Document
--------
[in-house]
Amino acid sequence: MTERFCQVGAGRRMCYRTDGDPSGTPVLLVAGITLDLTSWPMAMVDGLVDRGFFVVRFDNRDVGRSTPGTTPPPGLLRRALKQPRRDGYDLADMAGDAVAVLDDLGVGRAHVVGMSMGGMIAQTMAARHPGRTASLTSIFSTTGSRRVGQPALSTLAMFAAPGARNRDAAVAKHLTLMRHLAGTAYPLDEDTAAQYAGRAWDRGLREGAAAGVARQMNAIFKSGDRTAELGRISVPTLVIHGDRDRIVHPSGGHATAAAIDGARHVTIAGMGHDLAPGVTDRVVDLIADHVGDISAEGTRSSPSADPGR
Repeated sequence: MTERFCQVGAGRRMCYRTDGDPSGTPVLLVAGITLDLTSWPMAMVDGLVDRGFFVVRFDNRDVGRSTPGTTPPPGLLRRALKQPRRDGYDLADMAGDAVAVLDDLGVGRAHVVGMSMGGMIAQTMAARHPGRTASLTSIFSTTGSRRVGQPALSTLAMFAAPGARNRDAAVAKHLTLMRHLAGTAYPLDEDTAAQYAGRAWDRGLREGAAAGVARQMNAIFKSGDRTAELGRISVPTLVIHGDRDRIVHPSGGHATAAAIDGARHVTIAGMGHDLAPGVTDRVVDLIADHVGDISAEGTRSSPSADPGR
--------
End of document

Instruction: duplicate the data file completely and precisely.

[in-house]
Amino acid sequence: MTERFCQVGAGRRMCYRTDGDPSGTPVLLVAGITLDLTSWPMAMVDGLVDRGFFVVRFDNRDVGRSTPGTTPPPGLLRRALKQPRRDGYDLADMAGDAVAVLDDLGVGRAHVVGMSMGGMIAQTMAARHPGRTASLTSIFSTTGSRRVGQPALSTLAMFAAPGARNRDAAVAKHLTLMRHLAGTAYPLDEDTAAQYAGRAWDRGLREGAAAGVARQMNAIFKSGDRTAELGRISVPTLVIHGDRDRIVHPSGGHATAAAIDGARHVTIAGMGHDLAPGVTDRVVDLIADHVGDISAEGTRSSPSADPGR
Repeated sequence: MTERFCQVGAGRRMCYRTDGDPSGTPVLLVAGITLDLTSWPMAMVDGLVDRGFFVVRFDNRDVGRSTPGTTPPPGLLRRALKQPRRDGYDLADMAGDAVAVLDDLGVGRAHVVGMSMGGMIAQTMAARHPGRTASLTSIFSTTGSRRVGQPALSTLAMFAAPGARNRDAAVAKHLTLMRHLAGTAYPLDEDTAAQYAGRAWDRGLREGAAAGVARQMNAIFKSGDRTAELGRISVPTLVIHGDRDRIVHPSGGHATAAAIDGARHVTIAGMGHDLAPGVTDRVVDLIADHVGDISAEGTRSSPSADPGR